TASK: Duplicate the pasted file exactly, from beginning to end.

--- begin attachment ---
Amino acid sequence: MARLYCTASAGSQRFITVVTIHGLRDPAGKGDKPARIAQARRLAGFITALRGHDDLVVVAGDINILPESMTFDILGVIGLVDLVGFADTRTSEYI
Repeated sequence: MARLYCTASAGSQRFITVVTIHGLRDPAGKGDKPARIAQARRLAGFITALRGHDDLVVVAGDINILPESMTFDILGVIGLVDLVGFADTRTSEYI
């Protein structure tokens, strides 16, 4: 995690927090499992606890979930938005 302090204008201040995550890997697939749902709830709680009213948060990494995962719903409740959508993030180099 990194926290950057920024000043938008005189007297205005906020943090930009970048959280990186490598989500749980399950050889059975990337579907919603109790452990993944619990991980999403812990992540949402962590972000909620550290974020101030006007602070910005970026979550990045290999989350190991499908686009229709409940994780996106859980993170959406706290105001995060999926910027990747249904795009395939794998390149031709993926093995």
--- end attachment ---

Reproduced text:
Amino acid sequence: MARLYCTASAGSQRFITVVTIHGLRDPAGKGDKPARIAQARRLAGFITALRGHDDLVVVAGDINILPESMTFDILGVIGLVDLVGFADTRTSEYI
Repeated sequence: MARLYCTASAGSQRFITVVTIHGLRDPAGKGDKPARIAQARRLAGFITALRGHDDLVVVAGDINILPESMTFDILGVIGLVDLVGFADTRTSEYI
């Protein structure tokens, strides 16, 4: 995690927090499992606890979930938005 302090204008201040995550890997697939749902709830709680009213948060990494995962719903409740959508993030180099 990194926290950057920024000043938008005189007297205005906020943090930009970048959280990186490598989500749980399950050889059975990337579907919603109790452990993944619990991980999403812990992540949402962590972000909620550290974020101030006007602070910005970026979550990045290999989350190991499908686009229709409940994780996106859980993170959406706290105001995060999926910027990747249904795009395939794998390149031709993926093995």